Monday, September 24, 2012

Maize and the market

In a warehouse in the centre of one of Zambia’s farming districts, several kilometres away from Lusaka, thousands of bags of maize are stacked. All maize is rotten and will be destroyed. This destruction of food is a calamity for a country where the UN estimates 64 percent of its people are still incapable of placing two meals on the table. In Zambia, the average rural farmer is estimated to survive on less than US$2 (K10,000) per day.

Across the country, hundreds of thousands of tonnes of maize are rotting away or being destroyed. Zambia simply does not have enough storage facilities nor is there an adequate road network to transport maize.

Vice-President Guy Scott recently said: “We have two million tonnes of maize against storage facilities that are meant for 300,000 tonnes of maize, so with poor storage, it gets rotten.” Even schools have reportedly been converted into makeshift warehouses to deal with the overflow.

A problem are the Government subsidies, a programme which provides cheap fertiliser to maize farmers and a government policy to then buy the crop at above-market rates. Zambia moved to increase its food production back in 2004 following a hugely problematic food crisis in 2002. Further hit by the spike in world food prices in 2008 when the cost of maize increased by more than 100 percent compared to 2006, the government again sought to increase production. The new government has continued to subsidise maize production Government subsidies, introduced by the late President Levy Mwanawasa around 2004 to ensure the country grew enough of its own food, have encouraged farmers to boost their maize production. The policy has been so successful that the country has turned itself from an importer of food to an exporter.

But the subsidies are also aimed at reducing poverty, and by this measurement, many argue they have failed.  The World Bank urged the Zambian government to stop subsidising the maize crop, saying it was unsustainable long-term and not addressing the core problem – feeding the poor.
“Current maize prices encourage mono cropping at the expense of crop diversification. Job creation through economic diversification, which is the goal of this government, is unlikely to be achieved if government pursues the same policy in the agricultural sector as that of the previous government. This old policy has not resulted in significant reduction in rural poverty and job creation...Lower prices will not only reduce the cost of living for the poorer Zambians but will also benefit the livestock industry. Low prices will also contribute to the development of a sustainable maize export business, which will allow Zambia to become the bread basket in the region.” Zambian maize bought above market value at about US$12 for a 50kg bag (US$300 per tonne) meant it off loads onto the local and export market at a loss.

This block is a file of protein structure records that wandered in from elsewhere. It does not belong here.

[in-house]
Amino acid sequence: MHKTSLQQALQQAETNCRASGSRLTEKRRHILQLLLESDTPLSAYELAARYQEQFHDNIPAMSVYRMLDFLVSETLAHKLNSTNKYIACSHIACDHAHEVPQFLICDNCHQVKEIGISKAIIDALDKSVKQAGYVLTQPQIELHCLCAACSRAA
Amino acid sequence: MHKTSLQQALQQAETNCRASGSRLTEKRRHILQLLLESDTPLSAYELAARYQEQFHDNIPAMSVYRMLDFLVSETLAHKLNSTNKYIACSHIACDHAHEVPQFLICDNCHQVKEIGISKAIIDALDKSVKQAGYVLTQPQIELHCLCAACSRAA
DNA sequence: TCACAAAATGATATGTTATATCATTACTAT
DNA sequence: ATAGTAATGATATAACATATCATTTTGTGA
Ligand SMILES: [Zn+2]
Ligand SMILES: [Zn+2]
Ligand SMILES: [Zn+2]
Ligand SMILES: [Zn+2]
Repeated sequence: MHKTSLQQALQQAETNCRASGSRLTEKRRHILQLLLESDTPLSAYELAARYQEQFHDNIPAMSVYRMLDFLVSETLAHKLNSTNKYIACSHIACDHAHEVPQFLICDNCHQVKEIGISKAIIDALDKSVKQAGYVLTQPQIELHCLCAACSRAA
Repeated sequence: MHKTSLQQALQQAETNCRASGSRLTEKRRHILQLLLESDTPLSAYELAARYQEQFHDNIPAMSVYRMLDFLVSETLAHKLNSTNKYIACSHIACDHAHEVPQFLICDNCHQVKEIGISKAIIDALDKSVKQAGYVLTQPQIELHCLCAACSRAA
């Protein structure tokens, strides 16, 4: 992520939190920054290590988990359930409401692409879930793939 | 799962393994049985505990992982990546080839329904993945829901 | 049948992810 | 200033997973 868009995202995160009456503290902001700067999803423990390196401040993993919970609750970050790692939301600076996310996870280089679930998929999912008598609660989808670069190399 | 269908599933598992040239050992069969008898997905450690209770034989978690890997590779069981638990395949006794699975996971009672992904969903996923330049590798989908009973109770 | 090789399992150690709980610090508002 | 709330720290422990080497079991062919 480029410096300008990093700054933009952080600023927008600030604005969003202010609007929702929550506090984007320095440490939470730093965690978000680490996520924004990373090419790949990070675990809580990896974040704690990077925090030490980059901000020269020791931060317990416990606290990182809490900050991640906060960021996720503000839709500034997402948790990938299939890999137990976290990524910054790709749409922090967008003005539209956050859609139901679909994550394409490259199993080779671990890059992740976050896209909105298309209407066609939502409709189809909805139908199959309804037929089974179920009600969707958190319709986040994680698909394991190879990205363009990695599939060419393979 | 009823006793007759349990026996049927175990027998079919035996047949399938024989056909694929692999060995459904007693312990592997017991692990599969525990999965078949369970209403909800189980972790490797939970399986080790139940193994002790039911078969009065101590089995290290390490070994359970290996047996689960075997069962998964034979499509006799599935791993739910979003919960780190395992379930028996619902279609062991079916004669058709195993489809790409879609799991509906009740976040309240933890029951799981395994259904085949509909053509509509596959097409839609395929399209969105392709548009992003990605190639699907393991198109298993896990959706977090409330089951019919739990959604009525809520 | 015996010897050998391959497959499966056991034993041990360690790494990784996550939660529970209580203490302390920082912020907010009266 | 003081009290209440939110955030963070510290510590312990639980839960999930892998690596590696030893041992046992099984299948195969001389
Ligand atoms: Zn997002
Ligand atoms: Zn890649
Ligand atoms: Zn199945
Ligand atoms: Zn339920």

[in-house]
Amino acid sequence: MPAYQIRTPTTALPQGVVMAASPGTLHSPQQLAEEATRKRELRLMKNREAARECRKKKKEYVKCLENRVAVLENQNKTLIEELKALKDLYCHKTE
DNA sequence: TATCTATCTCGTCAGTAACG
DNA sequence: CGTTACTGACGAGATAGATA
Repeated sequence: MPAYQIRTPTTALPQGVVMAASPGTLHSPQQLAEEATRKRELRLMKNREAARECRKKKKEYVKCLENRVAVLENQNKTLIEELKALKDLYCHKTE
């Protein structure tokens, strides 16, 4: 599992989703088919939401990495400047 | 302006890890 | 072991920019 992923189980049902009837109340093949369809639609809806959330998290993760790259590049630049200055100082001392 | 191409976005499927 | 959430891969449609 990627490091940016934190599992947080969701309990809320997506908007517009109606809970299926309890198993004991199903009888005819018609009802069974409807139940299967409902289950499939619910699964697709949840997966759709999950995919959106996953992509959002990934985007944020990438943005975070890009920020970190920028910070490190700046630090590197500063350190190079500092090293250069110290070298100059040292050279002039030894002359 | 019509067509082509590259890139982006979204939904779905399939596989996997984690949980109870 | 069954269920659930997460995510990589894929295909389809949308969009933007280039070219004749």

Zambia has nearly 1.5m smallholder farmers. It is this rural population that makes up the majority of the country’s poor. But the study shows that the smallest farmers, those farming less than one hectare, increased their maize the least, by an average of just three 50kg bags. The farmers that benefited the most from subsidised fertilizer were those that farmed over five hectares. It is the same with the government’s policy of buying maize at a premium – as two thirds of smallholder farmers do not sell their maize crop there are few that benefit from this government handout. Money spent subsidising farming would be much better spent on other things targeted at the rural poor. With the same amount of money more than 50 new high schools could be constructed and 10,000 more teachers employed. The number of health workers could be doubled for instance.


1 comment:

hallblithe said...

Ivy Alexander, a former member of the Socialist Party, received lots of positive feedback on the publication of her autobiography 'Maid in West Ham' (2001), including the following topical comment from 93 year old former Customs Officer:

'You would have shared my horror at seeing a fleet of dustcarts proceeding through West Ham loaded with perfectly good bananas bound for destruction because they were ripe, and passing so much poverty where they would have been good and tasteful nourishment. Even worse, any ripe fruit was deposited in bins at the quayside for collection and dockers were actually prosecuted for helping themselves to these'.